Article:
Let's normalize time off for your horse
I recently started working on a young OTTB who was purchased by his current owner last spring. She mentioned he was very tight and tense, had difficulty with bending, difficulty with leads and was overall uncomfortable. Our first session included lots of movement on the cross-ties, biting, threatening to kick and trying to stomp on my feet. He was very tight in his front end with soreness along his back and hamstrings. His second session was the same. Before his first session his owner decided to stop riding him since he was uncomfortable and she wanted to find the reason. Instead of riding she would hand-walk, lunge, free-lunge, and do ground exercises.
Her decision not to ride did not go over well with other boarders. She received comments like: "Just give him bute", "He's an OTTB, it is just how they are", "You are losing all of that riding time", "He is just showing you he is boss."
Between massage sessions 2 & 3 the vet came out for an exam and she purchased a new saddle that was fitted to him. The owner started riding him a week prior to his third massage. Please note that this horse's overall diagnosis and issues don't change this story so I am leaving most of that part out. I arrived at the barn for massage session #3 and something was different; the tension in the air was gone. I finished massage and was shocked that he didn't threaten to kick, didn't move a muscle while I worked on him and decreased his biting and feet stomping. His body showed some positive changes like a decrease in front end tension and a decreased soreness in his back, but it was the attitude that really caught my attention. I believe his mind has a lot to do with his body anyways so this was the most important part on my end. What did this horse and owner accomplish by taking 2 months off of riding?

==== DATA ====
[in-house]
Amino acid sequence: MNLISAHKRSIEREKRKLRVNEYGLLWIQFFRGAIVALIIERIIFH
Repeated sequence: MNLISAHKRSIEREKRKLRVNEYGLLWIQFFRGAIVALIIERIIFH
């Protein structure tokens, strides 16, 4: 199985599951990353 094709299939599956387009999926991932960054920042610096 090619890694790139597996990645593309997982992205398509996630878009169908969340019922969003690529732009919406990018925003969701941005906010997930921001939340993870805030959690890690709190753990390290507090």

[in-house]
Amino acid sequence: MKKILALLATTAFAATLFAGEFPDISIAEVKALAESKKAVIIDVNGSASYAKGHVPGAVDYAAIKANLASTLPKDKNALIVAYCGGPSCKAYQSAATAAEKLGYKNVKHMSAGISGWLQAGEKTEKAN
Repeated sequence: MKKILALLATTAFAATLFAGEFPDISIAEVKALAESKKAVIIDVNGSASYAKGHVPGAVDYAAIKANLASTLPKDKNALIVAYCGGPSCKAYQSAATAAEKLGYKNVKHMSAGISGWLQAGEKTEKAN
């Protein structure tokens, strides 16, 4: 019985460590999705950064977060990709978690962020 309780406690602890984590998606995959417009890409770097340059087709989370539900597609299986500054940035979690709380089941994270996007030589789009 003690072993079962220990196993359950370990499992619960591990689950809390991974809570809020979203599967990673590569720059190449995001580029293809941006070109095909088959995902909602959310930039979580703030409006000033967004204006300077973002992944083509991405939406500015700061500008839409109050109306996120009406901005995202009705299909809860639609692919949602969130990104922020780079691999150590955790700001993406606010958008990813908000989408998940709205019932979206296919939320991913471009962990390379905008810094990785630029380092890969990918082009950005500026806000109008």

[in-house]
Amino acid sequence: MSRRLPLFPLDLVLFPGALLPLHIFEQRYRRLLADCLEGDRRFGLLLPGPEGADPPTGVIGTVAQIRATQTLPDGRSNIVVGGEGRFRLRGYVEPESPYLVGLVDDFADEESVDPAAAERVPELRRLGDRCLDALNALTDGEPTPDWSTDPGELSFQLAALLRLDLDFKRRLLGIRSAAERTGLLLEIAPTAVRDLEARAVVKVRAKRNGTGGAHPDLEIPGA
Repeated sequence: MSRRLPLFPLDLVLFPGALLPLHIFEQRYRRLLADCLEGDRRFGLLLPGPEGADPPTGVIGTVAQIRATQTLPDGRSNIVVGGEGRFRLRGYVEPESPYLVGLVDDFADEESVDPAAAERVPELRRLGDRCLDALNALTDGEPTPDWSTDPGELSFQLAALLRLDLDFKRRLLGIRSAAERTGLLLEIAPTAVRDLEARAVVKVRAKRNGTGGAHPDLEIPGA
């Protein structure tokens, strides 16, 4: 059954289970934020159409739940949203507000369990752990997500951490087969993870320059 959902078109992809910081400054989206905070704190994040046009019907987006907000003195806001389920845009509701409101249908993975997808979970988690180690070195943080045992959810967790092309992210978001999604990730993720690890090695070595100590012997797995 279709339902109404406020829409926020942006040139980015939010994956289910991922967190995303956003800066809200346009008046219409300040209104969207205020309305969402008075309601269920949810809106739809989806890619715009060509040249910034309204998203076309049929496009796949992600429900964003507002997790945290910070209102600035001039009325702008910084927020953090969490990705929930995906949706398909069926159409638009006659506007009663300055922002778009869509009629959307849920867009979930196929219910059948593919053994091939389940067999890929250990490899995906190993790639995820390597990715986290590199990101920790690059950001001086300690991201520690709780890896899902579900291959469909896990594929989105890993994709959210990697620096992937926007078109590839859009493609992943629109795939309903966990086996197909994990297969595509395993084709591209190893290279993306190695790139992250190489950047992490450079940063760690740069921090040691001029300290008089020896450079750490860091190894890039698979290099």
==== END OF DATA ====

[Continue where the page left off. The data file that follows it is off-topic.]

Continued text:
Answers, manners and an understanding of each other.
Through the vet and saddle fitting we found answers to issues the horse was having. Through ground-work the owner was able to teach the horse manners which he was lacking and an understanding of each other; how they speak and body language.
Everything done on the ground transfers to riding.
What would have happened if the owner pushed the horse through all of his antics? No progress, body compensation, an unhappy horse and an unhappy owner.
What would have happened if the owner didn't seek out massage, vet or saddle fitter AND pushed the horse through all of his antics? No progress, no answers, a negative attitude from the horse and an unhappy owner.
While your horse may have a negative behavior causing them to be difficult under saddle, there is a REASON for this behavior. Horses don't wake up that morning and decided not to behave. The time off for this horse and owner team paid off and they now have a direction to move forward in.